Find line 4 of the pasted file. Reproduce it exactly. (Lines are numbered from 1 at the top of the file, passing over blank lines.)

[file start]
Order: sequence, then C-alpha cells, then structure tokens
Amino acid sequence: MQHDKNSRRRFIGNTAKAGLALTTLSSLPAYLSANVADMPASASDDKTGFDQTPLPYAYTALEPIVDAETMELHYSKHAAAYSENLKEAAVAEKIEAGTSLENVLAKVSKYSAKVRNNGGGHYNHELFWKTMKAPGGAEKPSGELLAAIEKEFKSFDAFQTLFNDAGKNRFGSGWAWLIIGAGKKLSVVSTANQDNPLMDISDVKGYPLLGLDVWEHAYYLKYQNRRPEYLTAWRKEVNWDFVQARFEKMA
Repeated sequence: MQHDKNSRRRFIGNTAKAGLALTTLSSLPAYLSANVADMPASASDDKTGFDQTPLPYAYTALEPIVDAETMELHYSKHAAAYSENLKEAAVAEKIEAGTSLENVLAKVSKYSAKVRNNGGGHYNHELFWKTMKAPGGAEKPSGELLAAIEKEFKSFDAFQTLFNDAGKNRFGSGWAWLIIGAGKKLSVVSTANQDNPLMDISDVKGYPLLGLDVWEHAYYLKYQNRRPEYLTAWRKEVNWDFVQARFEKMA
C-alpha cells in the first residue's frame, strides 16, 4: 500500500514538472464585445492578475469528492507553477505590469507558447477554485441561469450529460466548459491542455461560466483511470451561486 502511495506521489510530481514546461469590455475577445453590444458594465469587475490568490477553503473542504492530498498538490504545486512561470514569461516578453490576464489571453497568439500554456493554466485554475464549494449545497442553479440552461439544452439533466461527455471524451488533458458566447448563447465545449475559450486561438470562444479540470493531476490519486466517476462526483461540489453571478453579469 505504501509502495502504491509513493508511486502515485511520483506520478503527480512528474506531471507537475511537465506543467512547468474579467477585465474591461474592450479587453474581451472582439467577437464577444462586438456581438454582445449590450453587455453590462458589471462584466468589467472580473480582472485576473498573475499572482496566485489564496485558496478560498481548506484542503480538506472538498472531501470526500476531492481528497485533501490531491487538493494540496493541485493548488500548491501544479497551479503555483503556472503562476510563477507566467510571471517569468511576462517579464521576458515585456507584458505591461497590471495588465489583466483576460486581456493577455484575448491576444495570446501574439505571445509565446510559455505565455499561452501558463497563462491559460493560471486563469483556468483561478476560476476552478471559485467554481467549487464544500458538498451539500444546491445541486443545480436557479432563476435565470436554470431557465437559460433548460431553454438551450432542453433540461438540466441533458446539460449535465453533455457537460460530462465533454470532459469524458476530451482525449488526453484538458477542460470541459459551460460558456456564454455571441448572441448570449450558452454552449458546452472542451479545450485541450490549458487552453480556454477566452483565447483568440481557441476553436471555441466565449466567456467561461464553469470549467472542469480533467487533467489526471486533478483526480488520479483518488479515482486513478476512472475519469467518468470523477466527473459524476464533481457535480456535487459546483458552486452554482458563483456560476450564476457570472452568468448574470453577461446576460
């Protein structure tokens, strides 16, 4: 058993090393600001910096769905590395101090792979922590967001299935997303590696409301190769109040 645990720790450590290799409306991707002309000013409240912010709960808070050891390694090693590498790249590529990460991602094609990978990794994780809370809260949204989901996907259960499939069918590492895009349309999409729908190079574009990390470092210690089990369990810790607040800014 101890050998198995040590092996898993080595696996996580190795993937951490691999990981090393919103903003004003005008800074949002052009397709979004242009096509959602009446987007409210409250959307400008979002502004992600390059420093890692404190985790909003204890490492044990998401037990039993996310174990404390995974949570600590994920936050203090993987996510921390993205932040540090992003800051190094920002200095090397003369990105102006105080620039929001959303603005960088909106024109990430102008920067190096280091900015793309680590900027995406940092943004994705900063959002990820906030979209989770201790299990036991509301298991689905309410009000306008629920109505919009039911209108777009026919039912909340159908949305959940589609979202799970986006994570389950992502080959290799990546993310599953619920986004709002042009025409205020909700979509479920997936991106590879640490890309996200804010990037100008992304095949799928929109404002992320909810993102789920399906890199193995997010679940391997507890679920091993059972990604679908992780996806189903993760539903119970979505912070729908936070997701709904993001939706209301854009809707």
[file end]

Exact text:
C-alpha cells in the first residue's frame, strides 16, 4: 500500500514538472464585445492578475469528492507553477505590469507558447477554485441561469450529460466548459491542455461560466483511470451561486 502511495506521489510530481514546461469590455475577445453590444458594465469587475490568490477553503473542504492530498498538490504545486512561470514569461516578453490576464489571453497568439500554456493554466485554475464549494449545497442553479440552461439544452439533466461527455471524451488533458458566447448563447465545449475559450486561438470562444479540470493531476490519486466517476462526483461540489453571478453579469 505504501509502495502504491509513493508511486502515485511520483506520478503527480512528474506531471507537475511537465506543467512547468474579467477585465474591461474592450479587453474581451472582439467577437464577444462586438456581438454582445449590450453587455453590462458589471462584466468589467472580473480582472485576473498573475499572482496566485489564496485558496478560498481548506484542503480538506472538498472531501470526500476531492481528497485533501490531491487538493494540496493541485493548488500548491501544479497551479503555483503556472503562476510563477507566467510571471517569468511576462517579464521576458515585456507584458505591461497590471495588465489583466483576460486581456493577455484575448491576444495570446501574439505571445509565446510559455505565455499561452501558463497563462491559460493560471486563469483556468483561478476560476476552478471559485467554481467549487464544500458538498451539500444546491445541486443545480436557479432563476435565470436554470431557465437559460433548460431553454438551450432542453433540461438540466441533458446539460449535465453533455457537460460530462465533454470532459469524458476530451482525449488526453484538458477542460470541459459551460460558456456564454455571441448572441448570449450558452454552449458546452472542451479545450485541450490549458487552453480556454477566452483565447483568440481557441476553436471555441466565449466567456467561461464553469470549467472542469480533467487533467489526471486533478483526480488520479483518488479515482486513478476512472475519469467518468470523477466527473459524476464533481457535480456535487459546483458552486452554482458563483456560476450564476457570472452568468448574470453577461446576460